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  • Tue, Nov 10, 2020 - 7:31pm

    Mohammed Mast

    Mohammed Mast

    Status: Gold Member

    Joined: May 17 2017

    Posts: 1020

    0

    Correction duly noted

    Yes you are correct. My point was every sq cm will have access to the internet to be able to perform P2P transactions. I hope that clarifies my point. As for travis yes people may look at me funny for using crypto in the outback of Australia. Maybe not as funny as if I went into Walmart and tried to buy a flat screen tv on black friday in Ames Iowa with that 99.9% pure gold necklace.

    Thanks agian for the correction. In the future I will be more precise.

    BTW Signal is encrypted.

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  • Tue, Nov 10, 2020 - 7:35pm

    #22
    Mohammed Mast

    Mohammed Mast

    Status: Gold Member

    Joined: May 17 2017

    Posts: 1020

    0

    Secure Phone

    This is a phone recommended to me by a friend on a security team at a MAJOR search company.

    https://www.techradar.com/news/this-is-probably-the-worlds-most-secure-smartphone-right-now

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  • Tue, Nov 10, 2020 - 9:47pm

    davefairtex

    Status: Member

    Joined: Sep 03 2008

    Posts: 2251

    3

    secure phones

    And did you buy this phone?  Or are you just waving the recommendation at me, hoping that the recommendation alone will protect you from bad people hacking your existing phone via - say - bluetooth?  Maybe the massive BT security hole is fixed - maybe it isn't.

    I'll flip this around.  If you are going to use your phone to access large sums of money, bitcoin or bank, it should either be secure, or a device you don't use for anything else, and is off in a safe somewhere most of the time.  I'd do both - a secure phone sitting in a safe - if I had a million bucks sitting in a bitcoin wallet somewhere.  One mistake = you are poor.

    I certainly wouldn't be carrying the access device to this account everywhere I went.  Gun to your head, "transfer me all your bitcoins, thanks very much."  It just seems unwise.

    Since I don't carry any financial access devices around, I am physically unable to give anyone my financial account information.  This may make them angry - all I have is an ATM card with a $800 limit on it.  This limits my exposure.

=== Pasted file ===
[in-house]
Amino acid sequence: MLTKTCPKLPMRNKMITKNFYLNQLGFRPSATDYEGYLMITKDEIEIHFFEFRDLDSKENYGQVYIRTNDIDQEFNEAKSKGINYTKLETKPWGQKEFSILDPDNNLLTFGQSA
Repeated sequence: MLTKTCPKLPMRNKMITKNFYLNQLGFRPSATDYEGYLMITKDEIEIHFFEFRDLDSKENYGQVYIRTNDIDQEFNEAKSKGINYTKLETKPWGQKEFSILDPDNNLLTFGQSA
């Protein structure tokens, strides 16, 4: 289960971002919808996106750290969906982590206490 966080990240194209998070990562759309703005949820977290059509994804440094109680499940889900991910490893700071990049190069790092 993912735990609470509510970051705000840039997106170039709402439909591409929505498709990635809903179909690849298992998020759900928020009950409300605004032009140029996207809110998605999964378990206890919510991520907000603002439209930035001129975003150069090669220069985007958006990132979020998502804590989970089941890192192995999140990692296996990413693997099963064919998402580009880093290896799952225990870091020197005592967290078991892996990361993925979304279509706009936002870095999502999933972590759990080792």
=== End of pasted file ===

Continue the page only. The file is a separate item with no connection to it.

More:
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  • Tue, Nov 10, 2020 - 10:03pm

    #24

    davefairtex

    Status: Member

    Joined: Sep 03 2008

    Posts: 2251

    1

    verifiable quality

    While Chinatown offers lower prices, and I have bought stuff from there before - a shop recommended by an ABC with connections in the community - I would be...concerned about the purity if I were buying in any size.

    But I think having some 96% gold jewelry - even if you don't make a habit out of wearing it, and I certainly don't - is a good idea.  Along the lines of something CAF said a while back: "make sure you have enough physical gold to bribe the border guards."

    https://www.nasdaq.com/articles/chinas-kingold-shares-tank-on-report-of-fake-gold-bars-2020-06-30

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  • Wed, Nov 11, 2020 - 4:40am

    Mohammed Mast

    Mohammed Mast

    Status: Gold Member

    Joined: May 17 2017

    Posts: 1020

    0

    Secure Phones

    You have this amazing ability to use worst case scenarios to object to everything.

    Yes you are an engineer "glass half broken etc blah blah blah.

    2 billion people on the planet are unbanked. People use phone minutes as currency. Is everything secure ?   What a really stupid question eliciting stupid responses.

    Gee you should just stay in your basement because someone will steal your wallet if you go to the grocery store. Don't ever carry cash it is too dangerous. You are one paranoid piece of work.